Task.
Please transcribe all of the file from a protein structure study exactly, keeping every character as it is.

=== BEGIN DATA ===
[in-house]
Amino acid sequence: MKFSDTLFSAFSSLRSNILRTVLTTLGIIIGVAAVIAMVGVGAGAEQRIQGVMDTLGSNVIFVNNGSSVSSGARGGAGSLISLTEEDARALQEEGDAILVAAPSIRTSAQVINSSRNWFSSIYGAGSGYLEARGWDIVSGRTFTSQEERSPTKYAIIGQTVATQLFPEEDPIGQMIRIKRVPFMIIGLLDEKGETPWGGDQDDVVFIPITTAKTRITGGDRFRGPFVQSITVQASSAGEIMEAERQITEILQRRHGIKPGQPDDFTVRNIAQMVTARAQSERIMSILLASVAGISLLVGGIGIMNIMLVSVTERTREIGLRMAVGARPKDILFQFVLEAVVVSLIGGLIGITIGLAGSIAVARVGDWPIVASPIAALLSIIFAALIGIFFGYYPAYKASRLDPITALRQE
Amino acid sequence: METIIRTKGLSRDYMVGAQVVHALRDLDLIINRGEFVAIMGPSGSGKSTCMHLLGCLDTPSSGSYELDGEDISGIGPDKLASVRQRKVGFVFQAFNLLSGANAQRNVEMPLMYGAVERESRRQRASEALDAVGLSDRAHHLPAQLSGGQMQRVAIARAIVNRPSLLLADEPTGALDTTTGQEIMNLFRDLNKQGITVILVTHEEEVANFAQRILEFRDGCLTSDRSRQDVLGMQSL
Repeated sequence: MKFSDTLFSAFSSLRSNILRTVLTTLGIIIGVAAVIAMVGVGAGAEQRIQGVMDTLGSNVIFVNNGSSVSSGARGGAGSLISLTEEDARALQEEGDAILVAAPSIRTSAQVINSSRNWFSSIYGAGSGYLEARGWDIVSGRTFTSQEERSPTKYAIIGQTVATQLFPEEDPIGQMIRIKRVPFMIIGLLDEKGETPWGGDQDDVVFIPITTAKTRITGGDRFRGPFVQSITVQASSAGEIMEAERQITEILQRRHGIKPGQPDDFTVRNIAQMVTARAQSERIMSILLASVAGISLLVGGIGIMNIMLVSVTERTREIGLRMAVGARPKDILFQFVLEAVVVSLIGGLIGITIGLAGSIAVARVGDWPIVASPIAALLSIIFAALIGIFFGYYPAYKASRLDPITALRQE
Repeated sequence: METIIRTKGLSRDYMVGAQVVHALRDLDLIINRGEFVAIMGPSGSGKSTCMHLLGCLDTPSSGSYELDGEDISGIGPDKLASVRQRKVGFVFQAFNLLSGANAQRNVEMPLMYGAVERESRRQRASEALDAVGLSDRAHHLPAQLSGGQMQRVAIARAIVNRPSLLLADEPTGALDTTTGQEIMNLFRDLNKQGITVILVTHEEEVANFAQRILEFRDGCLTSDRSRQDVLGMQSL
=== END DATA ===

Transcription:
[in-house]
Amino acid sequence: MKFSDTLFSAFSSLRSNILRTVLTTLGIIIGVAAVIAMVGVGAGAEQRIQGVMDTLGSNVIFVNNGSSVSSGARGGAGSLISLTEEDARALQEEGDAILVAAPSIRTSAQVINSSRNWFSSIYGAGSGYLEARGWDIVSGRTFTSQEERSPTKYAIIGQTVATQLFPEEDPIGQMIRIKRVPFMIIGLLDEKGETPWGGDQDDVVFIPITTAKTRITGGDRFRGPFVQSITVQASSAGEIMEAERQITEILQRRHGIKPGQPDDFTVRNIAQMVTARAQSERIMSILLASVAGISLLVGGIGIMNIMLVSVTERTREIGLRMAVGARPKDILFQFVLEAVVVSLIGGLIGITIGLAGSIAVARVGDWPIVASPIAALLSIIFAALIGIFFGYYPAYKASRLDPITALRQE
Amino acid sequence: METIIRTKGLSRDYMVGAQVVHALRDLDLIINRGEFVAIMGPSGSGKSTCMHLLGCLDTPSSGSYELDGEDISGIGPDKLASVRQRKVGFVFQAFNLLSGANAQRNVEMPLMYGAVERESRRQRASEALDAVGLSDRAHHLPAQLSGGQMQRVAIARAIVNRPSLLLADEPTGALDTTTGQEIMNLFRDLNKQGITVILVTHEEEVANFAQRILEFRDGCLTSDRSRQDVLGMQSL
Repeated sequence: MKFSDTLFSAFSSLRSNILRTVLTTLGIIIGVAAVIAMVGVGAGAEQRIQGVMDTLGSNVIFVNNGSSVSSGARGGAGSLISLTEEDARALQEEGDAILVAAPSIRTSAQVINSSRNWFSSIYGAGSGYLEARGWDIVSGRTFTSQEERSPTKYAIIGQTVATQLFPEEDPIGQMIRIKRVPFMIIGLLDEKGETPWGGDQDDVVFIPITTAKTRITGGDRFRGPFVQSITVQASSAGEIMEAERQITEILQRRHGIKPGQPDDFTVRNIAQMVTARAQSERIMSILLASVAGISLLVGGIGIMNIMLVSVTERTREIGLRMAVGARPKDILFQFVLEAVVVSLIGGLIGITIGLAGSIAVARVGDWPIVASPIAALLSIIFAALIGIFFGYYPAYKASRLDPITALRQE
Repeated sequence: METIIRTKGLSRDYMVGAQVVHALRDLDLIINRGEFVAIMGPSGSGKSTCMHLLGCLDTPSSGSYELDGEDISGIGPDKLASVRQRKVGFVFQAFNLLSGANAQRNVEMPLMYGAVERESRRQRASEALDAVGLSDRAHHLPAQLSGGQMQRVAIARAIVNRPSLLLADEPTGALDTTTGQEIMNLFRDLNKQGITVILVTHEEEVANFAQRILEFRDGCLTSDRSRQDVLGMQSL